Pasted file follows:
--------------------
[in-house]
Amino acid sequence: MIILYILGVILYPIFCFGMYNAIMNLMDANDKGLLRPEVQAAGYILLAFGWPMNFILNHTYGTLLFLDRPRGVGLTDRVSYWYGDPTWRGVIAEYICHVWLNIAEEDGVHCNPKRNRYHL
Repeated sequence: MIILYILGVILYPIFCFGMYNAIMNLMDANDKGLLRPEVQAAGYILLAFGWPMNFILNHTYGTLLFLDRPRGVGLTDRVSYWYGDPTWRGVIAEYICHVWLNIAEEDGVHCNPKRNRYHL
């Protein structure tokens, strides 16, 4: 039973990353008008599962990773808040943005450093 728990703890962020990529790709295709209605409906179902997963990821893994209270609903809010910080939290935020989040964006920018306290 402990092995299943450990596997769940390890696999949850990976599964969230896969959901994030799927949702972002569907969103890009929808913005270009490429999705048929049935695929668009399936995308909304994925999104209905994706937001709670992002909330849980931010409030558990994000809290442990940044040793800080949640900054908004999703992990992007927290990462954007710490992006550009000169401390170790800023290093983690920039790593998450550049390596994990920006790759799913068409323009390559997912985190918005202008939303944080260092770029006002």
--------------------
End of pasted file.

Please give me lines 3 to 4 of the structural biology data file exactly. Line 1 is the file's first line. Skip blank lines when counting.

Repeated sequence: MIILYILGVILYPIFCFGMYNAIMNLMDANDKGLLRPEVQAAGYILLAFGWPMNFILNHTYGTLLFLDRPRGVGLTDRVSYWYGDPTWRGVIAEYICHVWLNIAEEDGVHCNPKRNRYHL
């Protein structure tokens, strides 16, 4: 039973990353008008599962990773808040943005450093 728990703890962020990529790709295709209605409906179902997963990821893994209270609903809010910080939290935020989040964006920018306290 402990092995299943450990596997769940390890696999949850990976599964969230896969959901994030799927949702972002569907969103890009929808913005270009490429999705048929049935695929668009399936995308909304994925999104209905994706937001709670992002909330849980931010409030558990994000809290442990940044040793800080949640900054908004999703992990992007927290990462954007710490992006550009000169401390170790800023290093983690920039790593998450550049390596994990920006790759799913068409323009390559997912985190918005202008939303944080260092770029006002």